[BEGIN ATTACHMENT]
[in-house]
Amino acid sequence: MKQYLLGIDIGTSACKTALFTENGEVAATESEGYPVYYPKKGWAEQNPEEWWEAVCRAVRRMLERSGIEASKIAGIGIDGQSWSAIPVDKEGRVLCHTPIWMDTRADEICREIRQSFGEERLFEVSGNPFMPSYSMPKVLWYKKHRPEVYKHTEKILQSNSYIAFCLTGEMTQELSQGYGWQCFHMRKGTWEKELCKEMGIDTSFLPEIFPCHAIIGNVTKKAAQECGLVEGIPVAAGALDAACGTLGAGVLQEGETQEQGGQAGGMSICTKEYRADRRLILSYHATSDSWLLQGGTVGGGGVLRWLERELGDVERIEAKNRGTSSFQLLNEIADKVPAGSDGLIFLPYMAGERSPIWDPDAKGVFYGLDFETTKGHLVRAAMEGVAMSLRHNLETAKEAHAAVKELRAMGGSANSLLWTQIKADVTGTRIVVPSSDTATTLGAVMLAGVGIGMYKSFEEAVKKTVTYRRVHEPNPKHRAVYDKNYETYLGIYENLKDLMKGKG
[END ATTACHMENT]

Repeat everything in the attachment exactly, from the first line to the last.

[in-house]
Amino acid sequence: MKQYLLGIDIGTSACKTALFTENGEVAATESEGYPVYYPKKGWAEQNPEEWWEAVCRAVRRMLERSGIEASKIAGIGIDGQSWSAIPVDKEGRVLCHTPIWMDTRADEICREIRQSFGEERLFEVSGNPFMPSYSMPKVLWYKKHRPEVYKHTEKILQSNSYIAFCLTGEMTQELSQGYGWQCFHMRKGTWEKELCKEMGIDTSFLPEIFPCHAIIGNVTKKAAQECGLVEGIPVAAGALDAACGTLGAGVLQEGETQEQGGQAGGMSICTKEYRADRRLILSYHATSDSWLLQGGTVGGGGVLRWLERELGDVERIEAKNRGTSSFQLLNEIADKVPAGSDGLIFLPYMAGERSPIWDPDAKGVFYGLDFETTKGHLVRAAMEGVAMSLRHNLETAKEAHAAVKELRAMGGSANSLLWTQIKADVTGTRIVVPSSDTATTLGAVMLAGVGIGMYKSFEEAVKKTVTYRRVHEPNPKHRAVYDKNYETYLGIYENLKDLMKGKG